The TFM envelope is then computed using this expression

A TFM envelope image is, therefore, the result of a combination of two TFM images (see Figure 6): one from the real component of the elementary A-scans and the other from the computed imaginary component of the elementary A-scans. While this process increases the computation burden and reduces the NDT instrument’s acquisition speed, we demonstrate in the next section that the required grid resolution can be reduced significantly without affecting the amplitude fidelity, increasing the acquisition speed to a rate that is higher than when using the standard TFM.

figure 6 - Left: standard TFM frame. center: TFM frame computed using the Hilbert transform of the FMC. Right: resulting TFM envelope image

Figure 6—Left: standard TFM frame (not in absolute value). Center: TFM frame computed using the Hilbert transform of the FMC. Right: resulting TFM envelope image.

Advantages of Using the TFM Envelope

In this section, we demonstrate the TFM envelope’s advantages by comparing several TFM frames with different grid resolution ratios, ranging from λ / 9.3 to λ / 4.0, and monitoring various critical inspection metrics. The results were obtained using a 5L32-A31 probe and an SA31-N55S-IHC wedge on a steel block with a 1 mm diameter side-drilled hole (SDH) (see Figure 7). A coupling gel (Sonotech Ultragel II) is used between the wedge and the steel block. Data are acquired using the Olympus OmniScan™ X3 flaw detector. The pulse-echo (T-T) acoustic path is selected, and the zone size is (20 mm × 20 mm). The wavelength associated with the part and acoustic path selected is λ = 0.648 mm. The grid resolution is noted in terms of wavelength fraction.

figure 7 - A photo of the setup used to acquire the TFM images in Table 1

Figure 7—A photo of the setup used to acquire the TFM images in Table 1. The blue rectangle corresponds to the entire region of interest (20 mm × 20 mm) while the red rectangle corresponds to the zoomed region of interest (5 mm × 5 mm) shown in the Table 1 images. We used a 5L32-A31 probe and SA31-N55S-IHC wedge. The steel block has a thickness of 40 mm.

Table 1 shows the resulting TFM images for four different grid resolution values, ranging from λ / 9.3 to λ / 4.0, for both the standard TFM and the TFM envelope. The computed amplitude fidelity value [3] and the resulting acquisition rate are indicated on each of the TFM images.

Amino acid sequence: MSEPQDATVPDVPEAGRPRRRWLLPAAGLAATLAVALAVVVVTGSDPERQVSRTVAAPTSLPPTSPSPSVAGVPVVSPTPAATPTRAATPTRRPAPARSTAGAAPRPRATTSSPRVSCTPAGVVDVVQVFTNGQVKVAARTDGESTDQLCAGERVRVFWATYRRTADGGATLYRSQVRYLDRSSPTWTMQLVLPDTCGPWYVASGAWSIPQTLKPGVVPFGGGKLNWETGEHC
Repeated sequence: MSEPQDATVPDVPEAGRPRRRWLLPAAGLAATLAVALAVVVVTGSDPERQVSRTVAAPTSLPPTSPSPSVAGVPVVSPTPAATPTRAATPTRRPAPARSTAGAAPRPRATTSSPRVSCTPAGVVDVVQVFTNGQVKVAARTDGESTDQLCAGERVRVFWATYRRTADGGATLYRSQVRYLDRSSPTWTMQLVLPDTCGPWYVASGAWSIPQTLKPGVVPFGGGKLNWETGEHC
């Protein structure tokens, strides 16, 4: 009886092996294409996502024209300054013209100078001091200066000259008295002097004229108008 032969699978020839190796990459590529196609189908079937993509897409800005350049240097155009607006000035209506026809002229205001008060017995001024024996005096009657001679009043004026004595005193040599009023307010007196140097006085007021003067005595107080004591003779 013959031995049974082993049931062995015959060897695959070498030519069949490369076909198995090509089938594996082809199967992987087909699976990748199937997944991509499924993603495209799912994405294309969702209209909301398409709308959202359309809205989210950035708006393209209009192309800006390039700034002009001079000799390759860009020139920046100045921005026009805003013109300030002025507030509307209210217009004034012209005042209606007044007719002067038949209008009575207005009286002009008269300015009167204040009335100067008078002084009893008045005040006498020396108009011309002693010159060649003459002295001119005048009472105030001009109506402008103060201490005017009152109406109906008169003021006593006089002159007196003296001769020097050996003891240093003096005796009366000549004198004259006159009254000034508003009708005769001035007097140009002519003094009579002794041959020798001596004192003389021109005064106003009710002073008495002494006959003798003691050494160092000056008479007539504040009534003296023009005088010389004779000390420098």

Grid Resolution

Standard TFM

TFM Envelope

λ / 9.3

Standard TFM image at λ / 9.3 grid resolutionTFM Envelope image at λ / 9.3 grid resolution

λ / 8.1

Standard TFM image at λ / 8.1 grid resolutionTFM Envelope image at λ / 8.1 grid resolution

λ / 5.9

Standard TFM image at λ / 5.9 grid resolutionTFM Envelope image at λ / 5.9 grid resolution

λ / 4.0

Standard TFM image at λ / 4.0 grid resolutionTFM Envelope image at λ / 4.0 grid resolution

Table 1—Comparing the image quality between standard TFM and the TFM envelope at four grid resolution values. The TFM images shown are zoomed in. On the figures, AF means amplitude fidelity and Acq corresponds to the acquisition rate obtained with the specified grid resolution. The red boxes indicate a failure to achieve a code-compliant 2 dB amplitude fidelity value. Note the higher acquisition rate at equivalent AF value.

Newly available codes and standards [1, 2] require the amplitude fidelity value to be 2 dB or less. Hence, only the first two grid resolution values (λ / 9.3, λ / 8.1) are code compliant when using the standard TFM. The TFM envelope enables a coarser grid resolution (λ / 4.0) while maintaining a code-compliant amplitude fidelity. In turn, using the TFM envelope with a coarser grid induces an increase in acquisition speed of approximately 37% with respect to the highest acquisition rate achieved by the code-compliant standard TFM (57.9 Hz at λ / 8.1).


The method to compute the envelope of a TFM image was presented and illustrated using simple examples. We demonstrated that the envelope of a signal is independent of its instantaneous phase and, therefore, provides a more robust basis for amplitude-based sizing techniques (such as the 6 dB drop method). The signal envelope is not merely image smoothing and should not be regarded as a filter, which can engender data losses. The advantages of using the envelope in TFM imaging were demonstrated through comparisons of TFM images, with and without the envelope, for different grid resolution values. Although two TFM images must be computed to obtain the resulting TFM envelope, the processing burden can be reduced significantly by using a coarser grid resolution while remaining code compliant. This is due to the robustness of the envelope with regards to amplitude variation. The result is an image that is more adapted to amplitude sizing yet obtained at a faster pace than the equivalent image processed using standard TFM.